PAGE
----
What we naively assumed about hiking from Aguas Calientes to the front entrance of Machu Picchu was that we would be walking up the same road that the bus took. Wrong. After a couple turns along the road as the sun was coming up, Juan pointed out the “short cut trail”–1,760 steps UP. Our jaws dropped. We were all feeling dead from the past three days and now THIS??? It was almost too much. But inspired by the unwillingness to pay $8 for a bus ride and the stubbornness of wanting to make it the whole way on foot, we started. One foot in front of the other, stopping for frequent breaks, and sweating profusely in the humid air, we progressed grumpily. I was so sore and tired and not in a good mood. By the time we finally made it (after about two hours of steps) I felt like crying and Zach felt like throwing up. All this to arrive at the main entrance of Machu Picchu along with all the lazy bums who took the train! We exchanged exhausted high-fives with our guides and the bus-riders from our group, who had beaten us there, and then entered. By the end, we had hiked 50.5km, 7.5km MORE than the normal Inca Trail! We basically rock. Arriving early definitely paid off…we got there around 7am, beating the crowds and the clouds! We hurriedly pushed ourselves up to the top of the ruins on about-to-fall-off legs in order to get the classic Machu Picchu photos. Despite all our bad luck on the trek, we were extremely lucky to be at the site on a clear, non-rainy day! Cheers to that! The site was stunning. I couldn’t believe I was finally there after so much planning and hard work, but unfortunately caring much about it was quite an effort due to how tired and sore I was. I think other group members felt the same way. You could definitely tell the hikers from the train-riders at Machu Picchu because we were the ones hilariously hobbling up and down the steps at the speed of arthritic grandparents. Percy gave us a two-hour tour of Machu Picchu, highlighting the most important parts. It was really interesting, and I wish I would have been more awake and alert for it! All in all, I think I personally appreciated having seen Machu Picchu more and more after the fact, as I recovered from the trek. I think that if there hadn’t been landslides and we would have stuck to the original route, we would have been much more energetic and excited to be there in the end. But what can you do? Woulda, shoulda, coulda, you can’t control the weather! Lest I come across like a total Negative Nancy, let me share our AMAZING pictures with you now!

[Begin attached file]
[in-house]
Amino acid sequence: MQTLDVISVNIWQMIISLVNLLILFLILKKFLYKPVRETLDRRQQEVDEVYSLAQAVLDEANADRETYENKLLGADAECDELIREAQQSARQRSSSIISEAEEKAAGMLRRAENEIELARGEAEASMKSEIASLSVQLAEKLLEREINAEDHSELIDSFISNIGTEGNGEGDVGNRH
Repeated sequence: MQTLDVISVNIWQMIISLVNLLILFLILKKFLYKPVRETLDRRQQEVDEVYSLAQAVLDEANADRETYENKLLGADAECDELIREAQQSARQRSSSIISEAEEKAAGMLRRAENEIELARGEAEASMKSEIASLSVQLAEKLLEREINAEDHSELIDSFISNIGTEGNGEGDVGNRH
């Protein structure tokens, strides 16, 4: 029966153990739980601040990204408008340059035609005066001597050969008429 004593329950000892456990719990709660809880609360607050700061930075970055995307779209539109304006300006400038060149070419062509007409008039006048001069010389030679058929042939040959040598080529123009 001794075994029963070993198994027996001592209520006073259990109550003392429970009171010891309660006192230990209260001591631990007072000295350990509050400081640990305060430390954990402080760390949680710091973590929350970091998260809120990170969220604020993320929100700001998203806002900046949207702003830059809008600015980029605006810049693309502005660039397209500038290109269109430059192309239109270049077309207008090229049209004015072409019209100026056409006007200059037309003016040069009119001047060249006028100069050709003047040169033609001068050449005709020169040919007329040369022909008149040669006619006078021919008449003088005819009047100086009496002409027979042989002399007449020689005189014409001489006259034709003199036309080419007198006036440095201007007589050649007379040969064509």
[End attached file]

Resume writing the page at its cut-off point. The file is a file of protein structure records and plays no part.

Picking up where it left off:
After touring the ruins, we decided we had had our fill and headed back to Aguas Calientes to have one last lunch as a group. Aguas Calientes is an unapologetic tourist trap, like the Times Square of Perú. Anyone coming to Machu Picchu HAS to go there, and they definitely know how to exploit the gringos. Food and beer costs are nearly triple what they are in Cuzco. We didn’t really find anything redeemable about the town, although if money was not an issue for you, you could probably have some fun and some tasty food. Luckily our group had a whole restaurant reserved for us all day, so we hung out on the couch reading, writing, and napping until our train left at 6:45pm. The British-run PerúRail company has a monopoly on the railroad in Perú and thus is also a ripoff. The ride was unremarkable, highlighted only by obnoxiously yelling drunk people and free coffee and peanuts. We got off the train two hours later in Ollantaytambo, and spent the last two hours on the Peru Treks bus back to Cuzco sleeping. We finally got back to our hostel around 11pm, more physically exhausted than we’d ever felt before!